Proposed regulations provide much anticipated guidance on the base erosion and anti-abuse tax (BEAT) under Code Sec. 59A and related reporting requirements. The regulations are proposed to apply generally to tax years beginning after December 31, 2017, but taxpayers may rely on these proposed regulations until final regulations are published.


The IRS will grant automatic consent to accounting method changes to comply with new Code Sec. 451(b), as added by the Tax Cuts and Jobs Act ( P.L. 115-97). In addition, some taxpayers may make the accounting method change on their tax returns without filing a Form 3115, Application for Change in Accounting Method. These procedures generally apply to tax years beginning after December 31, 2017. Rev. Proc. 2018-31, I.R.B. 2018-22, 637, is modified.


The IRS has issued transition relief from the "once-in-always-in" condition for excluding part-time employees under Reg. §1.403(b)-5(b)(4)(iii)(B). Under the "once-in-always-in" exclusion condition, once an employee is eligible to make elective deferrals, the employee may not be excluded from making elective deferrals in any later exclusion year on the basis that he or she is a part-time employee.


The IRS has provided interim guidance for the 2019 calendar year on income tax withholding from wages and withholding from retirement and annuity distributions. In general, certain 2018 withholding rules provided in Notice 2018-14, I.R.B. 2018-7, 353, will remain in effect for the 2019 calendar year, with one exception.


The future of the Affordable Care Act and its associated taxes has moved to the Senate following passage of the American Health Care Act (AHCA) in the House in April. Traditionally, legislation moves more slowly in the Senate than in the House, which means that any ACA repeal and replacement bill may be weeks if not months away.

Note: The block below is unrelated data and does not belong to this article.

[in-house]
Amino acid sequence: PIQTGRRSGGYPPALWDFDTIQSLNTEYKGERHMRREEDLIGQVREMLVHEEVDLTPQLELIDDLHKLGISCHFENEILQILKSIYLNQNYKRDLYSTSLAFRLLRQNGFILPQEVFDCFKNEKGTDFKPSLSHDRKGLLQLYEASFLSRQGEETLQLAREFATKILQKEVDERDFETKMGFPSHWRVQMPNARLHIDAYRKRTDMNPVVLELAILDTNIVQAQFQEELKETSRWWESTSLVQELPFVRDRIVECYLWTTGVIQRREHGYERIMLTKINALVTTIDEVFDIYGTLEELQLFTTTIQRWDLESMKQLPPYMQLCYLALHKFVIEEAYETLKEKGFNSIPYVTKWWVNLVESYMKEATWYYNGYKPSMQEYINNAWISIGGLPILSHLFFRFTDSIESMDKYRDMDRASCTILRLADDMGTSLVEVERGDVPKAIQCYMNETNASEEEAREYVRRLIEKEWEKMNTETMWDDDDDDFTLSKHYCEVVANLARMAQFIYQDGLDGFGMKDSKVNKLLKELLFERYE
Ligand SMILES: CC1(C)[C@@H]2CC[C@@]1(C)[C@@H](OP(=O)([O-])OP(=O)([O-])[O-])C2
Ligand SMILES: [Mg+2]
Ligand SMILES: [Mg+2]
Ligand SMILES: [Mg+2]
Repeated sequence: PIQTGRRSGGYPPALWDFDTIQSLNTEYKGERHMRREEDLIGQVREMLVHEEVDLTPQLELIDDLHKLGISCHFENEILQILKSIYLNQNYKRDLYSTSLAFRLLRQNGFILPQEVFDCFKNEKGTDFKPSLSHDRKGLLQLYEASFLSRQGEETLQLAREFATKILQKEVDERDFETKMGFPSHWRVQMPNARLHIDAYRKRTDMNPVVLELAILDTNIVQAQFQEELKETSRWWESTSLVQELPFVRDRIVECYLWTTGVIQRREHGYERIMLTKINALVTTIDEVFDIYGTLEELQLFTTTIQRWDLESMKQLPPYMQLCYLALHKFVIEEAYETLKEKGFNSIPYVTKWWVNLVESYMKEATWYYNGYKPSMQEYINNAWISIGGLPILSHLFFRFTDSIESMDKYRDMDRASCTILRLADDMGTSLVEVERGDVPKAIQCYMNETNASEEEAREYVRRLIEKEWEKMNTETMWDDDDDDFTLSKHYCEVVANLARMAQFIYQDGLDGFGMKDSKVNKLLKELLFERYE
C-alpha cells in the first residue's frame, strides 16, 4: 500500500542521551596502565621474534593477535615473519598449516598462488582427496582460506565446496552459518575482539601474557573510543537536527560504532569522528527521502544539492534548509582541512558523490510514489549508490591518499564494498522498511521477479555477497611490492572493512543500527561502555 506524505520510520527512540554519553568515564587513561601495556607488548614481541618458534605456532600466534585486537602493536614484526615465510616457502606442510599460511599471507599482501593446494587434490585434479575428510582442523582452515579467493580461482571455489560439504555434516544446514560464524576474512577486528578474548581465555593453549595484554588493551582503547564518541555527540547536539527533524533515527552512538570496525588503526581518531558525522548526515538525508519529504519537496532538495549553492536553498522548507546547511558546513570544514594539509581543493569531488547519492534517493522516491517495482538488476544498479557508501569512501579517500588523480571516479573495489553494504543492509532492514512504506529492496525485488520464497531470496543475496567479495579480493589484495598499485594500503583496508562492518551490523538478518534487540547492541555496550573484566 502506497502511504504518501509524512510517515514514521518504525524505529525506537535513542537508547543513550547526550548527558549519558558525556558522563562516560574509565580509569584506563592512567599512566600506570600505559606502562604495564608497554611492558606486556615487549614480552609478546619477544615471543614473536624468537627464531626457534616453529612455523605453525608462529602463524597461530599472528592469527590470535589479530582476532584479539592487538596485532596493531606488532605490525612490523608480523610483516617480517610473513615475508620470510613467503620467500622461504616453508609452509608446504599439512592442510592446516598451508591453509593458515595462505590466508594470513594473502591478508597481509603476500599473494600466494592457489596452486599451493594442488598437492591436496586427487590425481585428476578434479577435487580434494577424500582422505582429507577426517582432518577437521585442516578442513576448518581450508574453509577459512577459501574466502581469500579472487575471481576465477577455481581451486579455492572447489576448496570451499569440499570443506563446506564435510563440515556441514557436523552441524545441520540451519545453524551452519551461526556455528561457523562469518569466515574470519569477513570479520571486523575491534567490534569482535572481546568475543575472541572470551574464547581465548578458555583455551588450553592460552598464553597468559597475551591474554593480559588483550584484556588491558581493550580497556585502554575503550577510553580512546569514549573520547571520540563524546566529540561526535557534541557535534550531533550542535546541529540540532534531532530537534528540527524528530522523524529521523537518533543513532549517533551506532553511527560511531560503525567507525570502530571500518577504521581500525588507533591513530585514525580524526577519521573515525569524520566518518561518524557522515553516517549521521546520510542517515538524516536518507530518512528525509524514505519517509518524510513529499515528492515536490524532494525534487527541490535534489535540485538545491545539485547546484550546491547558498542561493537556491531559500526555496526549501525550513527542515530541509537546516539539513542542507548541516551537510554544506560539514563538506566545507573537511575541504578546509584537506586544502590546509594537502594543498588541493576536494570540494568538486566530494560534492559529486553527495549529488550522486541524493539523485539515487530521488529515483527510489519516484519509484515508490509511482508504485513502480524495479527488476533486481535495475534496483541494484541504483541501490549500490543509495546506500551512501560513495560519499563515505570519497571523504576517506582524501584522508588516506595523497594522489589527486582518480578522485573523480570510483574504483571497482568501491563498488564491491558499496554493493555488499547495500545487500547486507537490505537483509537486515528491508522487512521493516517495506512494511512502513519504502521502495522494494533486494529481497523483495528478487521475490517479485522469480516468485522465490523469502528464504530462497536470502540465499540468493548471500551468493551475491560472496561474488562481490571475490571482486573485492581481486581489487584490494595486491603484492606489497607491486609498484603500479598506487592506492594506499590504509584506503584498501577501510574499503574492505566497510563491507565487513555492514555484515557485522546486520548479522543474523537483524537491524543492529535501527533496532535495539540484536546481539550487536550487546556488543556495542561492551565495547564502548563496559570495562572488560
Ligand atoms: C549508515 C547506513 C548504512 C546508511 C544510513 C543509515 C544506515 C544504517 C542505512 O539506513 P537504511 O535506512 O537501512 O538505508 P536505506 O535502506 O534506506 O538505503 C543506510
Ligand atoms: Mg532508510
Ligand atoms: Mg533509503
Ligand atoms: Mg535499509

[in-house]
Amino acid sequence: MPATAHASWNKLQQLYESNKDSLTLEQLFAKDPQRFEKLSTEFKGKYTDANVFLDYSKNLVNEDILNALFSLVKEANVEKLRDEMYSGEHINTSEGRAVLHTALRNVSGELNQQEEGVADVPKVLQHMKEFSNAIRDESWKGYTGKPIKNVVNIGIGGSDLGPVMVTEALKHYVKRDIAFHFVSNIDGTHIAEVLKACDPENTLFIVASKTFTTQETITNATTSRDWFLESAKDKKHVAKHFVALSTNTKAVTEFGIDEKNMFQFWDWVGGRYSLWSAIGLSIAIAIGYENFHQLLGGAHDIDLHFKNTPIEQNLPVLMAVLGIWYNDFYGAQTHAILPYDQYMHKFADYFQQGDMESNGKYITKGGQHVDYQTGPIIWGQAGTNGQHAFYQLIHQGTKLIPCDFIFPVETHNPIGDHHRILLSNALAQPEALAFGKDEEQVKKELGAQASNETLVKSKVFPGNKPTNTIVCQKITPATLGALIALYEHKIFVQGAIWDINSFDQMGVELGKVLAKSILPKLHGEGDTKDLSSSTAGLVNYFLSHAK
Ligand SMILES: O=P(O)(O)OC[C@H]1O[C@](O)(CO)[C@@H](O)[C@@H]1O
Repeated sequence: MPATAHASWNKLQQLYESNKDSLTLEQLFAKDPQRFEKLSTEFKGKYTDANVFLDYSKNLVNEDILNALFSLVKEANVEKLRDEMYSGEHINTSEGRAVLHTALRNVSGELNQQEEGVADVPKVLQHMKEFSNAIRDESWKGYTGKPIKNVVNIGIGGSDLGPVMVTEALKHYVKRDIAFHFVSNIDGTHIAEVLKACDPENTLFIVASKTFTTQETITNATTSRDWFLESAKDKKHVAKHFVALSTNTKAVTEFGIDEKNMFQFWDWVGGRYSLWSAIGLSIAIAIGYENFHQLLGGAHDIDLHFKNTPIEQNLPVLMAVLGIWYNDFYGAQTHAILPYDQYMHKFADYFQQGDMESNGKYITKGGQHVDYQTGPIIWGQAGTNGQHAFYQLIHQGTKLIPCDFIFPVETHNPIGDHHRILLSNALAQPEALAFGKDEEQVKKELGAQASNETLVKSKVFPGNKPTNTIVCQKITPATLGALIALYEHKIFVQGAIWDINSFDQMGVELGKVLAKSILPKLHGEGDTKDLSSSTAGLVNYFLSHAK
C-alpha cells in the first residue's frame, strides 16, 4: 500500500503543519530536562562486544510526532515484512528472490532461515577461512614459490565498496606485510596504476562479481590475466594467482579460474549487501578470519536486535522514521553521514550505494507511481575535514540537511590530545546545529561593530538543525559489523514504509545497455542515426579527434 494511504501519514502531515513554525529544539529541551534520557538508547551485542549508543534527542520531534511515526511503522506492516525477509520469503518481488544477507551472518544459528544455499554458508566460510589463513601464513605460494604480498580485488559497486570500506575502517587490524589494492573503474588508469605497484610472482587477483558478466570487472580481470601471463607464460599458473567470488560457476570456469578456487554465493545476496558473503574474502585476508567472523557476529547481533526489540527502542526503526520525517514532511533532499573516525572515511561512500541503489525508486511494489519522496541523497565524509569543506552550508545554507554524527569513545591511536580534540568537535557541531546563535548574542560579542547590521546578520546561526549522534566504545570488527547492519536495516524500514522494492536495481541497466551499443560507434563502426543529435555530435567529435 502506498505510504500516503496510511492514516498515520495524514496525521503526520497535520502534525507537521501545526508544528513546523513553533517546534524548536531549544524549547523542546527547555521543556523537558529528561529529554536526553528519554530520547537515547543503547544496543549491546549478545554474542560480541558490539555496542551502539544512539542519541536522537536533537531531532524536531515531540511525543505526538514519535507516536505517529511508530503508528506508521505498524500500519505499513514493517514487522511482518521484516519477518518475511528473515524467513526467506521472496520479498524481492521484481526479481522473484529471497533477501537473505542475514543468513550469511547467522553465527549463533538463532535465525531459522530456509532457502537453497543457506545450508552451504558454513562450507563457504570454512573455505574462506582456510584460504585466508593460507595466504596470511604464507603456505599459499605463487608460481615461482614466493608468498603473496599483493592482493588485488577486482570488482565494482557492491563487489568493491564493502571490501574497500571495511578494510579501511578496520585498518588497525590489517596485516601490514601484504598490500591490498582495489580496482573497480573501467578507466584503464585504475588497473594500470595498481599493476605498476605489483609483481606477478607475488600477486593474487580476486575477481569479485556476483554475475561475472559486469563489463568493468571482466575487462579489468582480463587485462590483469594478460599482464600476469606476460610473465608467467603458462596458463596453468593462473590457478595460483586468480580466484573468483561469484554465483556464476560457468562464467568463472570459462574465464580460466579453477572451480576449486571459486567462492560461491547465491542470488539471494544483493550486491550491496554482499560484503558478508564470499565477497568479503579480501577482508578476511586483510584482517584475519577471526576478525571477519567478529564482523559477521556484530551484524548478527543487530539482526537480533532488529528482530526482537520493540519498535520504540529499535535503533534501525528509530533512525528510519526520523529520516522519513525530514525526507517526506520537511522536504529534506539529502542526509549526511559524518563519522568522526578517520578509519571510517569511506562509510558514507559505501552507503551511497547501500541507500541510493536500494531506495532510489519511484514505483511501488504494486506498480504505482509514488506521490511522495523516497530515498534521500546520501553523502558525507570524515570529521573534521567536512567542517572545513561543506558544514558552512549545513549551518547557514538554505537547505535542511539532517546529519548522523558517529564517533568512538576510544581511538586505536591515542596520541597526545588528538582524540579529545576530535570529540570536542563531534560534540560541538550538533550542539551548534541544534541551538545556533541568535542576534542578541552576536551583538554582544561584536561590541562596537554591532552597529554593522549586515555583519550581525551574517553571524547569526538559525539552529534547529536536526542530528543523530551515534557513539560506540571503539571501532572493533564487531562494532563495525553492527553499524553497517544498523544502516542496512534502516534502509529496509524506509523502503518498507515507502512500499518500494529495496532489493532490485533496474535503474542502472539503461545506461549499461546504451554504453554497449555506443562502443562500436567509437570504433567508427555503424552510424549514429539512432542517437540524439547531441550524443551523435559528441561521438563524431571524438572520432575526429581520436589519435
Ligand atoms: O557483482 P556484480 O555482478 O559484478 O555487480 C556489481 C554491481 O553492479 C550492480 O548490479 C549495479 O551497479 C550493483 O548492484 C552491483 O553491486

As “hurricane season” officially begins, the IRS has released a number a tax tips, reminders and other advice to help taxpayers weather the storm of natural disasters and similar emergencies. The underlying theme for all IRS "tax tips" is that recordkeeping has generally become easier in the digital age. However, it remains the primary responsibility of the taxpayer to preserve adequate records whether or not caused by a disaster.


President Trump on April 26th, just before his “100 days” in office, unveiled his highly-anticipated tax reform outline –the “2017 Tax Reform for Economic Growth and American Jobs.” The outline calls for dramatic tax cuts and simplification: lower individual tax rates under a three-bracket structure, doubling the standard deduction, and more than halving the corporate tax rate; along with changing the tax treatment of pass-through businesses, expanding child and dependent incentives, and more. Both the alternative minimum tax and the federal estate tax would be eliminated. The White House proposal does not include spending and tax incentives for infrastructure; nor a controversial “border tax.”


Although the employee may end up with the same amount whether something is designated a tip or a service charge, the IRS reporting requirements for the employer do differ. Basically, any amount required to be paid by a customer rather than at the customer’s discretion is considered a service charge by the IRS.